(cons c3 (args))))

c4)))))))

; "Protect" is short, but very complicated function. It is function

; of the third order, i.e. it returns macros that generate functions.

; It is hard to understand what it does by looking at source.

; But it was not really hard to write "protect" because it is

; "linear:" there is no loops or recursions whatsoever and

; it can be easily tested. It can be applied on unsafe

; version of "sum" and result can be compared with manually

; defined safe version.

; Now I'll define function unprotected-sum, and generate

; protected-sum using function protect.

(set 'unprotected-sum (lambda(f n)

(set 'result 0)

(for (i 1 n)

(inc result (f i)))

result))

(set 'protected-sum (protect 'protected-sum

'unprotected-sum '(f n i result)))

;===============================================================

; The following code tests correctness and symbol leaking of protected

; function and compares speed of the protected and unprotected sum.

(println "\nCorectness and symbol leaking test.")

(println "\nNumber of symbols before test: " (length (symbols)))

(println "Should be 5050: " (protected-sum (lambda(x)x) 100))

(println "Should be 6: " (protected-sum (lambda(n)

(protected-sum pow n))

2))

(for (i 1 1000)(protected-sum (lambda(x)x) i))

(for (i 1 1000)(protected-sum (lambda(n)(protected-sum pow n)) 2))

(println "Number of symbols after test: " (length (symbols)))

(println "\nSpeed comparison.")

(println "\nUnprotected sum time: "

(time (for (i 1 10000)(unprotected-sum (lambda(x)x) i)))

" ms")

(println "Protected sum time: "

(time (for (i 1 10000)(protected-sum (lambda(x)x) i)))

" ms" )

(exit)

; THE RESULTS

;

; Corectness and symbol leaking test.

;

; Number of symbols before test: 382

; Should be 5050: 5050

; Should be 6: 6

; Number of symbols after test: 382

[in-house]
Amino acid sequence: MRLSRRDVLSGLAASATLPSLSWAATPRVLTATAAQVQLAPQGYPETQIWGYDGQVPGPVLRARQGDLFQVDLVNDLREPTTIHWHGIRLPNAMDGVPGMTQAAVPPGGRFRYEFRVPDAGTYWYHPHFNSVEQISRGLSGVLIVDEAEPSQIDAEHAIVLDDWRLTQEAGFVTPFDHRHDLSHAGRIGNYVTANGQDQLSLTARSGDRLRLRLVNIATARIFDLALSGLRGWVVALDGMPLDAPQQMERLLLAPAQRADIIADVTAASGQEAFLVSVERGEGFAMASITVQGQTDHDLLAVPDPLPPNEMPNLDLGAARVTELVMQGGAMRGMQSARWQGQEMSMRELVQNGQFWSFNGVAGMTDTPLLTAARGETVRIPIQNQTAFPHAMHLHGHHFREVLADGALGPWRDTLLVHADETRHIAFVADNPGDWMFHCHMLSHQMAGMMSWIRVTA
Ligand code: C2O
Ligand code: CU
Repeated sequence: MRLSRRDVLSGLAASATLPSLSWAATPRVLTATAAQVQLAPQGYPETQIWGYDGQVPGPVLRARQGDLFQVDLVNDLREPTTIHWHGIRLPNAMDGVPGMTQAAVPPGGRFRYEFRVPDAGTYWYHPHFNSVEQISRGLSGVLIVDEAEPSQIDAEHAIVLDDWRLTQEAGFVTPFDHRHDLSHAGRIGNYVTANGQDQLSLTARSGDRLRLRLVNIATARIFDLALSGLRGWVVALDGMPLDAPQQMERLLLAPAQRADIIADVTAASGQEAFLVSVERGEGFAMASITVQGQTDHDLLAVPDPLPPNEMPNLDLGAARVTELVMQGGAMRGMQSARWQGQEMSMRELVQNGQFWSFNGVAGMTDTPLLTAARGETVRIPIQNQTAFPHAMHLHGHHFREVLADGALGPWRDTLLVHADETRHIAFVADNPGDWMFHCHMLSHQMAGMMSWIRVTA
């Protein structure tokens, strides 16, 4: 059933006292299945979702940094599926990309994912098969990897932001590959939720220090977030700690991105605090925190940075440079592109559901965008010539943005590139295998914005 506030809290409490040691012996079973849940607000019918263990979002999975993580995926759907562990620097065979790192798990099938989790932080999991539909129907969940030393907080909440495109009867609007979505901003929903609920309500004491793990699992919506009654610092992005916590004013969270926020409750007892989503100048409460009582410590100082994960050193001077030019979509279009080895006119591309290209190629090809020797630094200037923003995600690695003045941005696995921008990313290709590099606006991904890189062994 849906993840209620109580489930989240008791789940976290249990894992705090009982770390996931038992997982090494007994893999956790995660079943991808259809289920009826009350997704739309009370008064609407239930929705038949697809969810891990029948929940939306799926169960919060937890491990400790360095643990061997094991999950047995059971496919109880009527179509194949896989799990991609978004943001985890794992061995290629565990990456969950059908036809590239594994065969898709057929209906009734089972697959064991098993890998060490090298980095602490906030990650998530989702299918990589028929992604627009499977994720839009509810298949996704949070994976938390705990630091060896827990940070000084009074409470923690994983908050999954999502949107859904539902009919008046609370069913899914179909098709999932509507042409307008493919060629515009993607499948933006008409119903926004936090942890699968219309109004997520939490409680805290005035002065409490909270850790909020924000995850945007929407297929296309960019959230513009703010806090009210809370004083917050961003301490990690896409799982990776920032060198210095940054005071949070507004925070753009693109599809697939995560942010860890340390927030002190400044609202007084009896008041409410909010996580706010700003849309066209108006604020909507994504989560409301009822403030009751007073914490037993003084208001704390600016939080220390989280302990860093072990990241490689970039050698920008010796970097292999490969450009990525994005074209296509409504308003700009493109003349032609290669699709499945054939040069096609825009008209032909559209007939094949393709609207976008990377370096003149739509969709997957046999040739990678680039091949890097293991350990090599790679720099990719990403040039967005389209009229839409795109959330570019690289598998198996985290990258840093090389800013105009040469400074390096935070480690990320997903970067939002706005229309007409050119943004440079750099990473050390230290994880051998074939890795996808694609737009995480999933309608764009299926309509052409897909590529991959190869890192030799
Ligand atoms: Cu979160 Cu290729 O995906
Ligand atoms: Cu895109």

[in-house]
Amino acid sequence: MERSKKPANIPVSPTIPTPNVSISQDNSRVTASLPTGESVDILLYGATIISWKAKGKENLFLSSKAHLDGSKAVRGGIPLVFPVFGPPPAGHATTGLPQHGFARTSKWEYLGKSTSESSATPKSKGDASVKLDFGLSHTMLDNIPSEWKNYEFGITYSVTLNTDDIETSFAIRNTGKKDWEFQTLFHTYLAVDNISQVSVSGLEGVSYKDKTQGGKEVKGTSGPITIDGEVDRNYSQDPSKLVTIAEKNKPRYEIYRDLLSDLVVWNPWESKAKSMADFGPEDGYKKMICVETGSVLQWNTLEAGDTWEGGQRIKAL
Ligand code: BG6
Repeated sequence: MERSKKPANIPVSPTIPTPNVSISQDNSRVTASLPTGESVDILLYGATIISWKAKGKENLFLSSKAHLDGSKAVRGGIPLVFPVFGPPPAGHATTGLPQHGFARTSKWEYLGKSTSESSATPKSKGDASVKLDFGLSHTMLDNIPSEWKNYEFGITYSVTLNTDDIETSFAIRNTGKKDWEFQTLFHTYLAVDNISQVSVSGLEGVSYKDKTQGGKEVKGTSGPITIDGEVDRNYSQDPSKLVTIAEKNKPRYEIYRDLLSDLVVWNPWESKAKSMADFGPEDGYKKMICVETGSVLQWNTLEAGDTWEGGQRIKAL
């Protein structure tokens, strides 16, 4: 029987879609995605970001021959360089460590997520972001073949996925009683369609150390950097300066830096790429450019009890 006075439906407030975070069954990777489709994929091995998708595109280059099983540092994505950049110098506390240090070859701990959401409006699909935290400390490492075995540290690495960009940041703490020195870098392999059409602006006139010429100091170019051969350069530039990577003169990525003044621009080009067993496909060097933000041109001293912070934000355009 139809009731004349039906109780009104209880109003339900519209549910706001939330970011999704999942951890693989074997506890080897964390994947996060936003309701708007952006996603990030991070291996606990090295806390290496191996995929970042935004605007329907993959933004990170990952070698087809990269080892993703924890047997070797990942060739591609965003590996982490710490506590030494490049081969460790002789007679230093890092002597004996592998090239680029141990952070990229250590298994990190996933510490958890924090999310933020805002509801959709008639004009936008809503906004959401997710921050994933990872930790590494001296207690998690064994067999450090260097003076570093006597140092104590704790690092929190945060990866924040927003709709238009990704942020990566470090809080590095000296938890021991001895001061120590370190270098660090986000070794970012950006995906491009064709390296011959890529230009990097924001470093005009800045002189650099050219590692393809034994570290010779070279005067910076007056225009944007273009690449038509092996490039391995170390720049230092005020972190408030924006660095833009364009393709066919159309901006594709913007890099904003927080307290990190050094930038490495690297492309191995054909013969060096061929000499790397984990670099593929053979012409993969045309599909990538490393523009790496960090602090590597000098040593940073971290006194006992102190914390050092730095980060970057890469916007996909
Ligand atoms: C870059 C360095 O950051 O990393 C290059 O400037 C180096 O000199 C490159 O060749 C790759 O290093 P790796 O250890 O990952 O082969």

;

; Speed comparison.

;

; Unprotected sum time: 20833 ms

; Protected sum time: 24533 ms

;

;---------------------------------------------------------------

;

; Other, more essential and less technical part of the criticism

; is also interesting. Here is whole critical.

;

; (Dynamic scope is bad) because it

; puts complex code and libraries

; at jeopardy, as you mentioned in

; your post, and the solution to

; the problem is more of a hack then

; a real solution (no offense).

;

; You're having to jump through hoops

; just to make functions safe

; to use in libraries, and your

; function isn't part of the newLISP

; standard library. Even if it was,

; its solution isn't very pretty,

; nor is it very efficient as it

; could potentially lead to the creation

; of many thousands of symbols.

; This would slow down the overall

; operation of the interpreter,

; just to do symbol lookups.

;

; Of course, I may be mistaken,

; feel free to correct me if I am.

;

;

; The solution, as presented here, doesn't leak variables. Slow

; down caused by substition of new variables linearly depends on

; length of original function. More exactly, it is

;

; constant * length(F) * log (number of vars)

;

; From theoretical point of view, it can be considered satisfactory.

;

; Is there a problem that functions like "protect" are not part

; of Newlisp, its core or standard library? In principle, nothing

; prevents introduction of function similar to protect to standard

; libraries or maybe even core language - fact is, however, there

; is little if any demand for that.

;

; Using static scope, called function cannot access to the environment

; of the caller, so there is no such problems at all. It is safer,

; but less expressive choice. The need for dynamic scope is recognized